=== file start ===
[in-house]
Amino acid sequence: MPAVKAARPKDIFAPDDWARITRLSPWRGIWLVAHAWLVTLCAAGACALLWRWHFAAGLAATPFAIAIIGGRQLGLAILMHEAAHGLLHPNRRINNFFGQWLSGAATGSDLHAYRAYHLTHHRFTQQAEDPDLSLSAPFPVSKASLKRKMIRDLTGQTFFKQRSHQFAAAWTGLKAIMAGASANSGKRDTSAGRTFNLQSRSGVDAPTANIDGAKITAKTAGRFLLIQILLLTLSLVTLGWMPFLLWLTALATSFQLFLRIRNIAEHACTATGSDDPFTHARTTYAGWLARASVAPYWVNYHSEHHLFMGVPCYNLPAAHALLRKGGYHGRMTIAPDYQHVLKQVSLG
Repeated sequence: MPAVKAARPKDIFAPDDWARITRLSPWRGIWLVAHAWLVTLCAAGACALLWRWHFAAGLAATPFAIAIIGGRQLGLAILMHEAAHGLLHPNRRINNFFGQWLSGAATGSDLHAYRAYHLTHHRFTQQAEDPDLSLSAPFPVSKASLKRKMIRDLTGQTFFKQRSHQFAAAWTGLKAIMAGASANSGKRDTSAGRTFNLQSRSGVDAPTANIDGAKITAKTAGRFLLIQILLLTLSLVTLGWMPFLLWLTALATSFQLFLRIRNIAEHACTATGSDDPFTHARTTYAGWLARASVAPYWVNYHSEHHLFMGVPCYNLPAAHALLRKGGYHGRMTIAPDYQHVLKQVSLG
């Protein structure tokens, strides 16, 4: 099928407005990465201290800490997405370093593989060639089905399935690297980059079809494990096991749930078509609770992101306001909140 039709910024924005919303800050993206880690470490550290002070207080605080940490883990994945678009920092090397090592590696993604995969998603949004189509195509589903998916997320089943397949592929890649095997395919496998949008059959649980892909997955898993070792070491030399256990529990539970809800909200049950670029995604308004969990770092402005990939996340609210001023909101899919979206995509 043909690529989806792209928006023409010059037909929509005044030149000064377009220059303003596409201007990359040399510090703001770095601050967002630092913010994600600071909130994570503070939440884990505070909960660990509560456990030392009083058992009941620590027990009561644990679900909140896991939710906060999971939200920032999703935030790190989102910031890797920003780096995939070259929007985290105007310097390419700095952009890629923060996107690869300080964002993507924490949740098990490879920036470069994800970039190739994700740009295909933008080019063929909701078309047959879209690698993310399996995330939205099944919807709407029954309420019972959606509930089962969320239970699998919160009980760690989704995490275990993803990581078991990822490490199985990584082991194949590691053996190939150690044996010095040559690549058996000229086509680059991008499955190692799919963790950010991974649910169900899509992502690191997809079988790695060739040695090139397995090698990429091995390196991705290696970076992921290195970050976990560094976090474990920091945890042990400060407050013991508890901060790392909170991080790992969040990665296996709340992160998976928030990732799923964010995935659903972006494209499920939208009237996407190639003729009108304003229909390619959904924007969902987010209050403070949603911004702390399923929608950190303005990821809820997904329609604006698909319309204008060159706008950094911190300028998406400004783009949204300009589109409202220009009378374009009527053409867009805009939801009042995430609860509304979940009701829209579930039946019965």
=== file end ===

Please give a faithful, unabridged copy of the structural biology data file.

[in-house]
Amino acid sequence: MPAVKAARPKDIFAPDDWARITRLSPWRGIWLVAHAWLVTLCAAGACALLWRWHFAAGLAATPFAIAIIGGRQLGLAILMHEAAHGLLHPNRRINNFFGQWLSGAATGSDLHAYRAYHLTHHRFTQQAEDPDLSLSAPFPVSKASLKRKMIRDLTGQTFFKQRSHQFAAAWTGLKAIMAGASANSGKRDTSAGRTFNLQSRSGVDAPTANIDGAKITAKTAGRFLLIQILLLTLSLVTLGWMPFLLWLTALATSFQLFLRIRNIAEHACTATGSDDPFTHARTTYAGWLARASVAPYWVNYHSEHHLFMGVPCYNLPAAHALLRKGGYHGRMTIAPDYQHVLKQVSLG
Repeated sequence: MPAVKAARPKDIFAPDDWARITRLSPWRGIWLVAHAWLVTLCAAGACALLWRWHFAAGLAATPFAIAIIGGRQLGLAILMHEAAHGLLHPNRRINNFFGQWLSGAATGSDLHAYRAYHLTHHRFTQQAEDPDLSLSAPFPVSKASLKRKMIRDLTGQTFFKQRSHQFAAAWTGLKAIMAGASANSGKRDTSAGRTFNLQSRSGVDAPTANIDGAKITAKTAGRFLLIQILLLTLSLVTLGWMPFLLWLTALATSFQLFLRIRNIAEHACTATGSDDPFTHARTTYAGWLARASVAPYWVNYHSEHHLFMGVPCYNLPAAHALLRKGGYHGRMTIAPDYQHVLKQVSLG
């Protein structure tokens, strides 16, 4: 099928407005990465201290800490997405370093593989060639089905399935690297980059079809494990096991749930078509609770992101306001909140 039709910024924005919303800050993206880690470490550290002070207080605080940490883990994945678009920092090397090592590696993604995969998603949004189509195509589903998916997320089943397949592929890649095997395919496998949008059959649980892909997955898993070792070491030399256990529990539970809800909200049950670029995604308004969990770092402005990939996340609210001023909101899919979206995509 043909690529989806792209928006023409010059037909929509005044030149000064377009220059303003596409201007990359040399510090703001770095601050967002630092913010994600600071909130994570503070939440884990505070909960660990509560456990030392009083058992009941620590027990009561644990679900909140896991939710906060999971939200920032999703935030790190989102910031890797920003780096995939070259929007985290105007310097390419700095952009890629923060996107690869300080964002993507924490949740098990490879920036470069994800970039190739994700740009295909933008080019063929909701078309047959879209690698993310399996995330939205099944919807709407029954309420019972959606509930089962969320239970699998919160009980760690989704995490275990993803990581078991990822490490199985990584082991194949590691053996190939150690044996010095040559690549058996000229086509680059991008499955190692799919963790950010991974649910169900899509992502690191997809079988790695060739040695090139397995090698990429091995390196991705290696970076992921290195970050976990560094976090474990920091945890042990400060407050013991508890901060790392909170991080790992969040990665296996709340992160998976928030990732799923964010995935659903972006494209499920939208009237996407190639003729009108304003229909390619959904924007969902987010209050403070949603911004702390399923929608950190303005990821809820997904329609604006698909319309204008060159706008950094911190300028998406400004783009949204300009589109409202220009009378374009009527053409867009805009939801009042995430609860509304979940009701829209579930039946019965």